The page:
Sexual Desire in the Time of COVID-19: How COVID-Related Stressors Are Associated with Sexual Desire in Romantic Relationships

Rhonda N. Balzarini, Amy Muise, Giulia Zoppolat, Amanda N. Gesselman, Justin J. Lehmiller, Justin R. Garcia, Richard B. Slatcher, Kristen P. Mark

Research output: Contribution to journalArticlepeer-review

Abstract

The COVID-19 pandemic and the resulting social distancing measures have caused widespread social and economic disruptions, resulting in spikes in unemployment and financial instability, along with drastic changes to people's ability to feel socially connected. Many of the changes resulting from the COVID-19 pandemic are risk factors for depressive symptoms, which are associated with lower levels of sexual desire. The current research (N = 4,993) examined whether responses to external stressors brought on by COVID-19 (i.e., financial concern, worry, loneliness, stress) were associated with sexual desire among a multi-national sample of people in relationships (Studies 1–2), and whether this association was, in part, due to reports of depressive symptoms (Study 2). In the period immediately following the onset of the pandemic, more financial concern (Study 1) and worry (Study 2) were associated with higher sexual desire, while other factors, like stress (Studies 1–2), were associated with lower desire. We also followed a subset of participants every two weeks during the initial stages of the pandemic and at times when people reported greater stress, loneliness, financial strain, or worry than their average, they reported greater depressive symptoms, which was, in turn, associated with lower sexual desire. Results suggest that the social isolation and stress resulting from the COVID-19 pandemic have mixed associations with sexual desire at the onset of the pandemic. But over time, when people report heightened COVID-related stressors, they tend to report lower sexual desire for their partner, in part because these stressors are associated with more depressive symptoms.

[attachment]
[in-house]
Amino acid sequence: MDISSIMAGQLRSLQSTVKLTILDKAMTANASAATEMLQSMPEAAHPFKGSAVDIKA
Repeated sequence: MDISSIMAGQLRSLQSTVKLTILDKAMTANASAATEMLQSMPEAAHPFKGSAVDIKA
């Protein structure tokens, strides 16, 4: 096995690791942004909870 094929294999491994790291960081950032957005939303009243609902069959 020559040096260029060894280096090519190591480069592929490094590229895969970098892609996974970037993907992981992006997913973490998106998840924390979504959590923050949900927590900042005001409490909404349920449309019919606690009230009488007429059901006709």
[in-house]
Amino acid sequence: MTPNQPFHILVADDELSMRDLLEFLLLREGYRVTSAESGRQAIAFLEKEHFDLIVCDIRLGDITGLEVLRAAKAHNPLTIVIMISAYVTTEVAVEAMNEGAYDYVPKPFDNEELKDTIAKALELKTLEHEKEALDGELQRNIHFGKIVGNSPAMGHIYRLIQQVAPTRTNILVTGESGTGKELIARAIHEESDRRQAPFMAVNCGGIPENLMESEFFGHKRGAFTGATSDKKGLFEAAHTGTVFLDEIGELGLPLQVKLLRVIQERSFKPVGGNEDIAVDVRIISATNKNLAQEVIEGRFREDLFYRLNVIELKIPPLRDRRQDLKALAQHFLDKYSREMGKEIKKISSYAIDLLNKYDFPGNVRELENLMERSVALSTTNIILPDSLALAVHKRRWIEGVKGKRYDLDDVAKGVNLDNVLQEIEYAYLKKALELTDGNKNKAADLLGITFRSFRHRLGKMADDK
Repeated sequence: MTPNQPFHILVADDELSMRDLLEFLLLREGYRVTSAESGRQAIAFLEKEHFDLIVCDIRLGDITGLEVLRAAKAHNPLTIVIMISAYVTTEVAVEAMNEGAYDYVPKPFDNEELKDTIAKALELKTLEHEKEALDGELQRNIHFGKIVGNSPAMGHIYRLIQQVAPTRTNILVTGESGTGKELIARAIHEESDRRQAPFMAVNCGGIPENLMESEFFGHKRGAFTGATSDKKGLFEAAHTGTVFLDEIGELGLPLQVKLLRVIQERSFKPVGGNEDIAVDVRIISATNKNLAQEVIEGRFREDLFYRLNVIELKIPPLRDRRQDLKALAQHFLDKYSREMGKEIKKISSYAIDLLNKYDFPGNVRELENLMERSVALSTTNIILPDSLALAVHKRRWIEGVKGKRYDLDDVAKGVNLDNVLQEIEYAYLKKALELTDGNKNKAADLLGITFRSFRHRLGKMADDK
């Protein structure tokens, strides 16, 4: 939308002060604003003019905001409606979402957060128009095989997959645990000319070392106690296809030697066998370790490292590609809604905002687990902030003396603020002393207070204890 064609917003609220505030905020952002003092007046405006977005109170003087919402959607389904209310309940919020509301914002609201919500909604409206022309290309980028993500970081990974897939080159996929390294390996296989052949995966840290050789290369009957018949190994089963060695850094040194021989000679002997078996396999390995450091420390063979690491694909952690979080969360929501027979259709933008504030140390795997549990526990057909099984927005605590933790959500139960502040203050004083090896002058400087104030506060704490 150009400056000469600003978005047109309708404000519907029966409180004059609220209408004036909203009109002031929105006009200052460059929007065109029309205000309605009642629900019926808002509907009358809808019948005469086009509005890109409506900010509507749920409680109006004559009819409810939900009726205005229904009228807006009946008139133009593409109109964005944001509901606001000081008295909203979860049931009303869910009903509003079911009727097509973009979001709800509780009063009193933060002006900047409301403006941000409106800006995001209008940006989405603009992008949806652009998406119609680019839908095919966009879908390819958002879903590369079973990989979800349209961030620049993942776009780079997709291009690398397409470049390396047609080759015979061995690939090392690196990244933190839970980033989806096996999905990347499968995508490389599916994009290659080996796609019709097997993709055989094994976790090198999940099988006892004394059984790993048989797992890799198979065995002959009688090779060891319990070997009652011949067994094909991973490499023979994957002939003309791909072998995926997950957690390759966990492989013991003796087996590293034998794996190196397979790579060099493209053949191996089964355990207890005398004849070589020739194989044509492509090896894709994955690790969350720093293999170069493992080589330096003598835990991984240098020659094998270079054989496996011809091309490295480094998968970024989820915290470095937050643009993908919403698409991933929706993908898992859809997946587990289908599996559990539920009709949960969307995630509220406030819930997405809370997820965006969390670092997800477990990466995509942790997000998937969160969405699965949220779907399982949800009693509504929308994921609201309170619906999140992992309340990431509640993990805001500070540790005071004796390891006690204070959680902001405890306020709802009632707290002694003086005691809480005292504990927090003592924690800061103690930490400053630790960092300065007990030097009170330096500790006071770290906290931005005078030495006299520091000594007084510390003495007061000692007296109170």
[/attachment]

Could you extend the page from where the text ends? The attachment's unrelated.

Original languageEnglish (US)
Pages (from-to)3823-3838
Number of pages16
JournalArchives of sexual behavior
Volume51
Issue number8
DOIs
StatePublished - Nov 2022

Bibliographical note

Publisher Copyright:
© 2022, The Author(s), under exclusive licence to Springer Science+Business Media, LLC, part of Springer Nature.

Keywords

  • COVID-19
  • Financial strain
  • Loneliness
  • Romantic relationships
  • Sexual desire
  • Stress

PubMed: MeSH publication types

  • Journal Article

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